Friday, 24 July 2015

My apple pie

Well the auction has been and gone and failed miserably. The house is now on the market normally, and I have to carry on and just hope it sells in the not too distant future. 
So I thought I'd share a recipe with you today. Fancy a slice of yummy apple pie?...

We planted a few apple trees in our orchard when we moved here, and this year had a bumper crop. I've made stewed apple, and eaten apples straight from the tree, but my absolute favourite is apple pie. In fact we've had that much fruit, rather than pick it all and have to store it, I tend to leave it on the tree until I need it. The downside is when I came to pick it it looked like this....

But once I'd peeled off their dirty jackets they looked much better....

Nothing gets wasted in our house, the peel goes in the compost, and the cores go to whoever gets there first - cows, sheep, horse, they all queue up!
I tend to just wing it with my apple pie, and don't weigh stuff, but I have this time, especially for you!
I used 1.5kg apples (weight before peeling), peeled, cored and sliced. Not too thin (it'll go mushy) and not too thick. In it goes to a saucepan with 4oz (115g) sultanas, 1/3 cup water and 3oz (85g) brown sugar. 

These are Granny Smith apples, so I guess if you were using a sharper cooking apple, like a Bramleys you may want a bit more sugar, but I like to taste the tartness of the apples rather than just a sugary taste. After 15 minutes on a medium simmer they look like this....

Just right, softened up but still have some shape and bite. There is a bit more liquid in there now, as the juice has seeped out of the apples, but I like to put that in the pie too. 

Whilst the apples are cooking, you can get on with the pastry. I tend to make more than I need, so I can make a few jam tarts or mince pies too. I put 12oz (340g) flour and 6oz (170g) butter in the food processor, and whizzed it up until like breadcrumbs. Please excuse the state of my poor food processor, it's been dropped a few times, so is a bit bashed and chipped, but it still works fine even after thirty years use! I was thinking I would leave it behind when we move back to the UK, but I think after all that loyalty despite the abuse, it deserves a forever home. 

Drizzle in about 3 tablespoons cold water, and whizz until combined. Add it gradually, as you may need less, or more, it can vary depending on the flour used, the weather etc. Also, don't blend too much or it can make your pastry tough. Just enough to combine.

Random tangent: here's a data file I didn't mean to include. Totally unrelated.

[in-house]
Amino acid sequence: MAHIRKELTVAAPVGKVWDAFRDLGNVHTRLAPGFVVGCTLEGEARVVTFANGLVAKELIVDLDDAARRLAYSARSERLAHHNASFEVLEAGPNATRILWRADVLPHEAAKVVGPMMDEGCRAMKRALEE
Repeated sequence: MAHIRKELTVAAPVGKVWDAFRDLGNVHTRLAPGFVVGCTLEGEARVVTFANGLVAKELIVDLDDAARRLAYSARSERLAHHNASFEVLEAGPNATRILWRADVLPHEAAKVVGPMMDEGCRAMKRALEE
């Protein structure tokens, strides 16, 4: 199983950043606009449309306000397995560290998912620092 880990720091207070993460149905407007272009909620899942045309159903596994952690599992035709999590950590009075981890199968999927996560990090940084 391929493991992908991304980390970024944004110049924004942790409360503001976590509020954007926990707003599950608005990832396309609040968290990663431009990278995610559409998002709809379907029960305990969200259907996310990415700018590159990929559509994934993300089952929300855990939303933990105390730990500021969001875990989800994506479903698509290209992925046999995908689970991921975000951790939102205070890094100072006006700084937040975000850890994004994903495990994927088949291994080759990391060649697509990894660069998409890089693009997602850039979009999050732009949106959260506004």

I roll my pastry out between two sheets of cling film. It stops the pastry sticking to the work top, and makes it easy to pick up (plus using too much flour when rolling out can make the pastry tough). Now to do it 'properly' you should rest the pastry in the fridge for at least half an hour, but I can never be bothered. 

Once it's rolled out, take the top cling film off and roll pastry over your rolling pin....

 Then it's easy to just flip over and unroll over the pie....

Ok, I wouldn't win top marks for appearance on the Great British Bake Off, but I don't care as long as it tastes good!
After 45 minutes in the the oven at 180 degrees C (Gas Mark 4/ 350 degrees F) it looks like this. Very rustic!

They say opposites attract, well I like my pie with cream, and OH likes icecream. Either way, it's yummy!

Plus, as I made extra pastry, we get these to munch on too!....



  1. Yum! Nothing nicer than a slice of apple pie - I'll have cream with mine please! x

    1. Quite agree - I like it cold with cream, OH likes it warm with custard, or icecream x

  2. Hi Claire, the apple pie looks delicious!! What a good idea to roll the pastry onto the rolling pin. I don't measure things much either, just eyeball it :-)
    I hope your place sells soon, I'm sure it will, it looks a lovely family home. I'd love to know, where in the UK are you planning to settle? xx

    1. Yes the house is lovely, and I hope it sells soon too! After moving 11,500 miles to the other side of the world and costing heaps of money to do so, we are now turning around and going back to exactly where we started, Worcestershire. I guess you could say it's better the devil you know, and also 'home is where the heart is' x